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ARS Home » Southeast Area » Fort Pierce, Florida » U.S. Horticultural Research Laboratory » Subtropical Insects and Horticulture Research » Research » Publications at this Location » Publication #241206

Title: Effect of Agobacterium growth phase and inoculation density on transformation efficiency of citrus

item Niedz, Randall
item Evens, Terence

Submitted to: Journal of Forestry and Horticulture
Publication Type: Peer Reviewed Journal
Publication Acceptance Date: 11/16/2009
Publication Date: 3/1/2010
Citation: Niedz, R.P., Evens, T.J. 2010. Effect of Agobacterium growth phase and inoculation density on transformation efficiency of citrus. Journal of Forestry and Horticulture. 2(3):30-37.

Interpretive Summary: Genetic engineering of plants results in the changing of one trait (e.g., resistance to a particular disease or pest) in an otherwise acceptable variety. However, plant species vary widely in how easy it is to produce a genetically engineered plant. Some important citrus types such as sweet oranges, grapefruit, and tangerines are not easy to genetically engineer. Understanding how to improve the efficiency of engineering these citrus types is important for producing the relatively large numbers of genetically engineered citrus trees required when testing the effects of a gene. The first step in genetic engineering of plants is to inoculate plant pieces with Agrobacterium, a bacterium that transfers the gene of interest into the plant. This study examined the effects of the stage of the Agrobacterium growth cycle and the concentration of the Agrobacterium in the solution used to treat the citrus plants on transformation. Transformation was determined on an important commercial citrus rootstock variety using the GUS gene, a gene that is easily scored in the laboratory.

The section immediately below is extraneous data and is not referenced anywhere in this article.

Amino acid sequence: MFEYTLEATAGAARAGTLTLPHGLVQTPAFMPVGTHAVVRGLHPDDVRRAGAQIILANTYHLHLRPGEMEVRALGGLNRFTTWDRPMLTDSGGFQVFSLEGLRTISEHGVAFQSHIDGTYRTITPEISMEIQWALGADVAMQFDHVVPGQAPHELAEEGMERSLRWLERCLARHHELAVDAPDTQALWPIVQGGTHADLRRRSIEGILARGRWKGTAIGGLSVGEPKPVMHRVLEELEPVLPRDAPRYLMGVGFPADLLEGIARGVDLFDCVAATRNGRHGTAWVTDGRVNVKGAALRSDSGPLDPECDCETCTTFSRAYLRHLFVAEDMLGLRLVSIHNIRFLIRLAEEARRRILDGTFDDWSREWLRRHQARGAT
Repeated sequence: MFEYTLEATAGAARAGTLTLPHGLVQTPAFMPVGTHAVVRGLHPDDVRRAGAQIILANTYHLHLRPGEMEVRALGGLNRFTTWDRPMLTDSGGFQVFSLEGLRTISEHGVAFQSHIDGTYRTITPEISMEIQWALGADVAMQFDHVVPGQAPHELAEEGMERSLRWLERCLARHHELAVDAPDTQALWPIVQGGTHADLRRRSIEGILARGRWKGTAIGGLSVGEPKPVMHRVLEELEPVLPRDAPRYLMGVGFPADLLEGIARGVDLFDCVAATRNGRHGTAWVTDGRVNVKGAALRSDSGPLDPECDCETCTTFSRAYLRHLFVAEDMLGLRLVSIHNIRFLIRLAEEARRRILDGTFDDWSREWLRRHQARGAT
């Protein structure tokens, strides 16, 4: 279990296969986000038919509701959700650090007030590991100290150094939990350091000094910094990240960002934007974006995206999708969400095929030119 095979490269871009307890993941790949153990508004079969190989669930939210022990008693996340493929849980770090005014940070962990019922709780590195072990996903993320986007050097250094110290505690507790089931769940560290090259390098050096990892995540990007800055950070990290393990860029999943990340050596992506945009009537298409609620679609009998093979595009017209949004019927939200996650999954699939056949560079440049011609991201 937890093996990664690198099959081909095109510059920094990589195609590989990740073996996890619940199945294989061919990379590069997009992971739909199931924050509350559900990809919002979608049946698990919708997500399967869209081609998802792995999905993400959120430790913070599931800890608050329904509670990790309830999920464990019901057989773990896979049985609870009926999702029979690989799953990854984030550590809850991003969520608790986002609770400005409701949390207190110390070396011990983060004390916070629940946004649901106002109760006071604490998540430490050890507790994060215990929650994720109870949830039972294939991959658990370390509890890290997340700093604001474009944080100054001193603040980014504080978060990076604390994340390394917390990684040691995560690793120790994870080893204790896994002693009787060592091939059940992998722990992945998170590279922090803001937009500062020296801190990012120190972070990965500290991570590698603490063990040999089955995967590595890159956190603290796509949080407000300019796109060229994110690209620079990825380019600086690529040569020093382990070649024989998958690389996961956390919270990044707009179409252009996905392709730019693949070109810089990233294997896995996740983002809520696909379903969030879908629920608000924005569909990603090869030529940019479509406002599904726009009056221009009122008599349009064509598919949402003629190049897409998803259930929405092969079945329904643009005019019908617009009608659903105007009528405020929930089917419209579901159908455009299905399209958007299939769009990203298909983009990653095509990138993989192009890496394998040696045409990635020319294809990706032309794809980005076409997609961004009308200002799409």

Technical Abstract: The effect of Agrobacterium growth phase and density on transformation of citrus rootstock US-812 (Citrus reticulata x Poncirus trifoliata) epicotyl explants was determined. In the first experiment, Agrobacterium EHA105 containing pBINGUSint was grown in YEP medium to an OD600 of 1 and glycerol stocks made and stored at -80C. The three factors incubation time (18 to 24 hours), stock dilution (1/10, 1/100, 1/1000), and temperature (26C or 28C) were simultaneously varied and a response surface for OD600 generated for growth in baffled and unbaffled flasks. The resulting polynomial models for both flask types were highly significant with R2 values 0.98 and were suitable for predicting growth throughout the design space. In a second set of experiments, transformation efficiency of juvenile epicotyl explants was assessed from treatments in a 2x2 factorial arrangement of Agrobacterium culture OD600 (0.1 or 1) and inoculation density OD600 (0.1 or 1) using the GUS reporter gene. No significant differences were detected.